(Bloomberg) — There’s more pain ahead for the euro even after the currency’s worst start to a year since 2015, according to Bank of America Corp. strategists.
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With the European Central Bank looking “cautious” even as other central banks around the world like the US Federal Reserve jack up rates in increments of 50 basis points or more, the common currency could continue to be at a disadvantage against the dollar through the northern summer, strategists led by Athanasios Vamvakidis said in a note on Friday. They expect the euro to “remain under pressure” versus the greenback over the next couple months.
Risks are mounting that central bankers will be forced to tear up their playbook of the last 20 years to confront the prospects of sticky inflation and slower growth. That was a key message from Federal Reserve Chair Jerome Powell and his European counterparts at the ECB’s annual forum in Sintra, Portugal, this week. Yet it’s not yet clear that ECB President Christine Lagarde and her colleagues are willing to adopt the kind of aggressive policy path that the Fed and other global peers are embracing.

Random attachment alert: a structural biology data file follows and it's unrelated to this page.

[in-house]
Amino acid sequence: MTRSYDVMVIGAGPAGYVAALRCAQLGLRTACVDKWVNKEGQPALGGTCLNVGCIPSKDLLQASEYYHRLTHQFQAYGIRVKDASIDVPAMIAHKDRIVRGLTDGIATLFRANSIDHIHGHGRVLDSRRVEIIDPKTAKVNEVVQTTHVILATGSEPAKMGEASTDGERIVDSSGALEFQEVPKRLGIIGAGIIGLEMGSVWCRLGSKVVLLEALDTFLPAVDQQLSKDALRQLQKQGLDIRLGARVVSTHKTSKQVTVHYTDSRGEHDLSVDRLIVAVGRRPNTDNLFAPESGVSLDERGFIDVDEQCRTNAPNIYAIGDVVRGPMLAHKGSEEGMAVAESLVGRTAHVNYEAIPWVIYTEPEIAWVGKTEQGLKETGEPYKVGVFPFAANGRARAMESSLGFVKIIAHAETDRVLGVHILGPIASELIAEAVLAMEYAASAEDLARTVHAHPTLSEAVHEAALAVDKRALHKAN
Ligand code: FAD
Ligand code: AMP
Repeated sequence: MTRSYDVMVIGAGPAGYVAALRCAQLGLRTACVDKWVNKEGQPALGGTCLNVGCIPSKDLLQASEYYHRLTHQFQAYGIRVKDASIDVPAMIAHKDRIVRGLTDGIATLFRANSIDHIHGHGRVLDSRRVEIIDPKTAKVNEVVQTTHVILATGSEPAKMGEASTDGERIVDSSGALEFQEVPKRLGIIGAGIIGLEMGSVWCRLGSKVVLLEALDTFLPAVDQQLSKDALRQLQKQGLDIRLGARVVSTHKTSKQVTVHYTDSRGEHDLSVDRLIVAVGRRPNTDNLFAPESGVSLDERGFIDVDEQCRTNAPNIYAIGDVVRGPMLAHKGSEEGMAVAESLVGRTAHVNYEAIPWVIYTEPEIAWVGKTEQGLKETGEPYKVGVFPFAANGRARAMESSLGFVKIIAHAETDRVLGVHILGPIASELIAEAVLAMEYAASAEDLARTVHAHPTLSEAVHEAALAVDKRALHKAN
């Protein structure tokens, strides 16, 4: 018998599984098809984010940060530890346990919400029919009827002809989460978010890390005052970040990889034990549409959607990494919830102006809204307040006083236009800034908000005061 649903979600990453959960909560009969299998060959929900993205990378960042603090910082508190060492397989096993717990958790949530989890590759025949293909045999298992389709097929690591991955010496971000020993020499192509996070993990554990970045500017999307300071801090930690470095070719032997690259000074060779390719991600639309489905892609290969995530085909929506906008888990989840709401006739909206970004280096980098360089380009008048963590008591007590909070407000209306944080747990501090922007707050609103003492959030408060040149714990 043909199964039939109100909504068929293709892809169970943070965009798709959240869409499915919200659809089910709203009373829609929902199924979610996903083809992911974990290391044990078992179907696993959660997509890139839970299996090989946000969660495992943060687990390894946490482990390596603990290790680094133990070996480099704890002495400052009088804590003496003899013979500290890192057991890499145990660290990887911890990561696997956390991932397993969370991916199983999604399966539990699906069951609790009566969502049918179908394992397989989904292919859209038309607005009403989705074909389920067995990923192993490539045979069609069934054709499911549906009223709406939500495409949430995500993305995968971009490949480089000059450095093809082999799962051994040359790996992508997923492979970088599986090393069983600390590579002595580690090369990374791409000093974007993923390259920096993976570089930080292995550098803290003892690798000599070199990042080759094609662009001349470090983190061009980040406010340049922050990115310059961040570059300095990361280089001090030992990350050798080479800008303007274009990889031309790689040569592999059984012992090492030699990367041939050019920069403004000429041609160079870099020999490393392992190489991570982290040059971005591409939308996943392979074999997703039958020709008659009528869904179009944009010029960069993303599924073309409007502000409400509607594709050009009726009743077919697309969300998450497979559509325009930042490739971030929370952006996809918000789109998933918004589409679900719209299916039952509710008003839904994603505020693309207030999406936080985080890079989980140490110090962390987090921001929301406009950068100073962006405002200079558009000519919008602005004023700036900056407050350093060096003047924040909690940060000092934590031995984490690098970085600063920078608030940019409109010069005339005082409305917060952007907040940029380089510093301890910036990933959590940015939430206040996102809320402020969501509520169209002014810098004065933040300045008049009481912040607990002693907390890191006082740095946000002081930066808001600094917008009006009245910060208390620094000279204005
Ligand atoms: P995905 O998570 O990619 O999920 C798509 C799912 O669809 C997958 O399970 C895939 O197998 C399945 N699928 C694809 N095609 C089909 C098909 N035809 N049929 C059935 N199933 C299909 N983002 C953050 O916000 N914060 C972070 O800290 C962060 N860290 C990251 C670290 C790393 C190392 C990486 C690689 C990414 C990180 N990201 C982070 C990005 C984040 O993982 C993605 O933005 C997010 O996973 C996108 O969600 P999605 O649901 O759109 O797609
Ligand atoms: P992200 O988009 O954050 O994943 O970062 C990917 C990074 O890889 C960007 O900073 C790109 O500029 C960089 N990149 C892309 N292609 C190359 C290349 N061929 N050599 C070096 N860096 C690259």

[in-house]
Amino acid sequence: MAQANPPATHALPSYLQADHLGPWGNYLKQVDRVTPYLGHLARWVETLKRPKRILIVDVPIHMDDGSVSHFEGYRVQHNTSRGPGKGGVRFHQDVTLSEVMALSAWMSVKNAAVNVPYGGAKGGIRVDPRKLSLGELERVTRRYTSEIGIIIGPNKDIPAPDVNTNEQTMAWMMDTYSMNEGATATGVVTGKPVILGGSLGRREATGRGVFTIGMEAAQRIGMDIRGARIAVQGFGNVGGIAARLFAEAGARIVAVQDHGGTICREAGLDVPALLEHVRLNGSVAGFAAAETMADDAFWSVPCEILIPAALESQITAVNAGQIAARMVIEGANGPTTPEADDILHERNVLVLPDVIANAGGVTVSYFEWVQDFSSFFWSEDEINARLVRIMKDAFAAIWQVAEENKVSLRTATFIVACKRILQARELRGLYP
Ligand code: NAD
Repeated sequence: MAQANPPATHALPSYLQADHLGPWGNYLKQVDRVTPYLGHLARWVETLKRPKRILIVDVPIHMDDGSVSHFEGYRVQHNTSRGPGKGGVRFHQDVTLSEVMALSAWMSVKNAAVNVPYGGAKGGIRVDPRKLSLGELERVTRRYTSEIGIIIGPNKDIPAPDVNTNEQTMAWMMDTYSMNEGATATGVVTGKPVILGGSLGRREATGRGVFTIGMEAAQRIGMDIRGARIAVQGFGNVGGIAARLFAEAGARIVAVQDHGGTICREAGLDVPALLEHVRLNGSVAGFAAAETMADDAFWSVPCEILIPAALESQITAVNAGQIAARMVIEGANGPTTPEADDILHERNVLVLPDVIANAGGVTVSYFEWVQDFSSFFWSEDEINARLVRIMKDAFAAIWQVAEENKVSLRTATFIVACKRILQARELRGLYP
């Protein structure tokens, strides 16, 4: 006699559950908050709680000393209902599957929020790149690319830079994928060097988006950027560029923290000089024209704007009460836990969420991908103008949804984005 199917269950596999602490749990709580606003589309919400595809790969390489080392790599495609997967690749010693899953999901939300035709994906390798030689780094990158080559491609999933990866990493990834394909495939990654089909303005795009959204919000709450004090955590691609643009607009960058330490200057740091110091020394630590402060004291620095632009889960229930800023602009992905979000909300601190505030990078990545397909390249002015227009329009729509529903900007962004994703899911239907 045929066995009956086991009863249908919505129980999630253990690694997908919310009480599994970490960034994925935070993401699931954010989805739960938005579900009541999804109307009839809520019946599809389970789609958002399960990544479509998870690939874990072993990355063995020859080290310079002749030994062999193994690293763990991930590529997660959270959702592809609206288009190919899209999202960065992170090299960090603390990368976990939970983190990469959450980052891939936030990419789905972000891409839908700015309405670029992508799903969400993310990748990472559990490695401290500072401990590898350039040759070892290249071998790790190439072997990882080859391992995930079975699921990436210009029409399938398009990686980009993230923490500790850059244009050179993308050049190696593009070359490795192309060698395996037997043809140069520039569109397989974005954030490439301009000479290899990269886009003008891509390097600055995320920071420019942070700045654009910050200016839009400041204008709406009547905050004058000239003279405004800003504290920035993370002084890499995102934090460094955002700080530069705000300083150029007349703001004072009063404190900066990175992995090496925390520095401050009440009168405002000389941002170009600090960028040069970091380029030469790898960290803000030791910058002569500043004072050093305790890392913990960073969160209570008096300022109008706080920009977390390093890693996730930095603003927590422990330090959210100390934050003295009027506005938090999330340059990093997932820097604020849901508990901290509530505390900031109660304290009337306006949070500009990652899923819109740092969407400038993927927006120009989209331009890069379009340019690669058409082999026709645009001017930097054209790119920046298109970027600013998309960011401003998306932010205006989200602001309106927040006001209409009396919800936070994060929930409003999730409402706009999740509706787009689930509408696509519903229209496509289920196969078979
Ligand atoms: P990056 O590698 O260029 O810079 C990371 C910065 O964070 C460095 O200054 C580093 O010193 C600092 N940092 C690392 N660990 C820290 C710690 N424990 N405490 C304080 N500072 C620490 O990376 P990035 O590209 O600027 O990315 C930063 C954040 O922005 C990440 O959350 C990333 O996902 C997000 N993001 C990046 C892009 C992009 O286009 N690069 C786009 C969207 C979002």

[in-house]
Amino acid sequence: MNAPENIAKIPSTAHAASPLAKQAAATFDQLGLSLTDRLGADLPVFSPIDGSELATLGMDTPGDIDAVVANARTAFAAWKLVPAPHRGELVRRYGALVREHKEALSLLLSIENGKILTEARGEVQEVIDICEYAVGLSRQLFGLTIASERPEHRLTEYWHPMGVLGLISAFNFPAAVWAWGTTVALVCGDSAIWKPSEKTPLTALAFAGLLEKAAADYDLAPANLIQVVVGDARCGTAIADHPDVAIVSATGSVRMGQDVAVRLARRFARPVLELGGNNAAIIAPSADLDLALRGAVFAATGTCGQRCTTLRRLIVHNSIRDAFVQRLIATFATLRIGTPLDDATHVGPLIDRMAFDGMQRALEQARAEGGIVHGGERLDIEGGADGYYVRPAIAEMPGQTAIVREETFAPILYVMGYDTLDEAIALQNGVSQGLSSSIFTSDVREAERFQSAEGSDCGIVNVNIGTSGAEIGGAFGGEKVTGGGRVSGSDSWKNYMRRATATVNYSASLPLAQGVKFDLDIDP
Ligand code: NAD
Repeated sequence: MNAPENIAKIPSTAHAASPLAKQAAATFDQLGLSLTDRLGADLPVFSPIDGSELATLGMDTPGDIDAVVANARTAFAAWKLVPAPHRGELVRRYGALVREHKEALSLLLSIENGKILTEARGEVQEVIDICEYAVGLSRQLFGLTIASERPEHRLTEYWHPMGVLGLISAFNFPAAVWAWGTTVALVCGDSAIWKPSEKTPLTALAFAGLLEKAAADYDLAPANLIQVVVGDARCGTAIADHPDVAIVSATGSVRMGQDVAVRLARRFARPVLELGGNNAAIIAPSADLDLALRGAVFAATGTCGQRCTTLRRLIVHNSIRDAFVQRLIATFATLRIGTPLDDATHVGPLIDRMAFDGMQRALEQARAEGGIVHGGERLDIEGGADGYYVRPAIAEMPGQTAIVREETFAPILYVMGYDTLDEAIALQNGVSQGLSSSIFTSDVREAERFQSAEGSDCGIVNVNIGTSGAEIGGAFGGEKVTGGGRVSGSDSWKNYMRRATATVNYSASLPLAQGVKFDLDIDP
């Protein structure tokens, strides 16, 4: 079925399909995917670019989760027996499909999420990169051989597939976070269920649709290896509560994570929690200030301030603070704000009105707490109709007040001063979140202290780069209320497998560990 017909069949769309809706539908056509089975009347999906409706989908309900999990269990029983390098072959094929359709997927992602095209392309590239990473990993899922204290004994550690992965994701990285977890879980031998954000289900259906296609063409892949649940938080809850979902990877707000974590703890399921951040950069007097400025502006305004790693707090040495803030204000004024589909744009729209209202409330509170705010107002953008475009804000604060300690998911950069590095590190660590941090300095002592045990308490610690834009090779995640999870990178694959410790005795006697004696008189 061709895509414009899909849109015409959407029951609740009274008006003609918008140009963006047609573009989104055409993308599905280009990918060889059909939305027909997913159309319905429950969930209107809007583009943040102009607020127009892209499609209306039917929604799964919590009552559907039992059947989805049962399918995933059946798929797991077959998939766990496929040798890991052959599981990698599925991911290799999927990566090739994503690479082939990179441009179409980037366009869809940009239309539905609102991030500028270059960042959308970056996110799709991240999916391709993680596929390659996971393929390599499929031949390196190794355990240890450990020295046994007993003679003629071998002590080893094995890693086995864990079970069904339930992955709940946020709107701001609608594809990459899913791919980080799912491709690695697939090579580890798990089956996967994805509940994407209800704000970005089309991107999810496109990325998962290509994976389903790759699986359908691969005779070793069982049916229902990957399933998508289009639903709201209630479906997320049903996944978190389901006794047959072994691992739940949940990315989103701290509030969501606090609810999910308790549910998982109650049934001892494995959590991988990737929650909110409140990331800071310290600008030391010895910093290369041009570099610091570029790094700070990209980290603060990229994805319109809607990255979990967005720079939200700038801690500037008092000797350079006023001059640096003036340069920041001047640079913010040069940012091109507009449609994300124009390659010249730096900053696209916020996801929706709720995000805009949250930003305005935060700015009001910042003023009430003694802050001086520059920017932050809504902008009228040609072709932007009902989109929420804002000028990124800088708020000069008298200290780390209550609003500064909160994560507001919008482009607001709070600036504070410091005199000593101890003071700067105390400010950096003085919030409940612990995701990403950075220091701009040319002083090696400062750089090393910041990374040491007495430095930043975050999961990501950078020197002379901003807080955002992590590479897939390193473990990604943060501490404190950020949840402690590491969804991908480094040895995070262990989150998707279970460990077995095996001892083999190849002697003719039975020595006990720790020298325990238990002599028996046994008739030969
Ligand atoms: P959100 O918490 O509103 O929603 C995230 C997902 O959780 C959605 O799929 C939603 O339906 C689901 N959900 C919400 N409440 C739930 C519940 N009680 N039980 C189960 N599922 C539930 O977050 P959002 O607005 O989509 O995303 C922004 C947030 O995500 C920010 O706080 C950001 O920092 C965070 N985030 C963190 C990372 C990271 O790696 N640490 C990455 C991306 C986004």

Data this week showed euro-area inflation surged to a fresh record, surpassing expectations and bolstering calls for the kind of aggressive interest-rate increases being deployed by central banks across the world. At the same time, though, markets are clearly showing more concern about the global growth picture, with increasing chatter about the risk of recession.
The euro extended its slide on Friday, falling around 0.6% to $1.0423. That comes after a brutal first half which saw the currency tumble by 7.8%.
The Bank of America strategists are also bearish on the prospects for the yen, at least over the summer. They expect that the Japanese currency will remain under pressure for now and also over the longer term, but predict a possible correction in the fourth quarter that gives it a cyclical boost.
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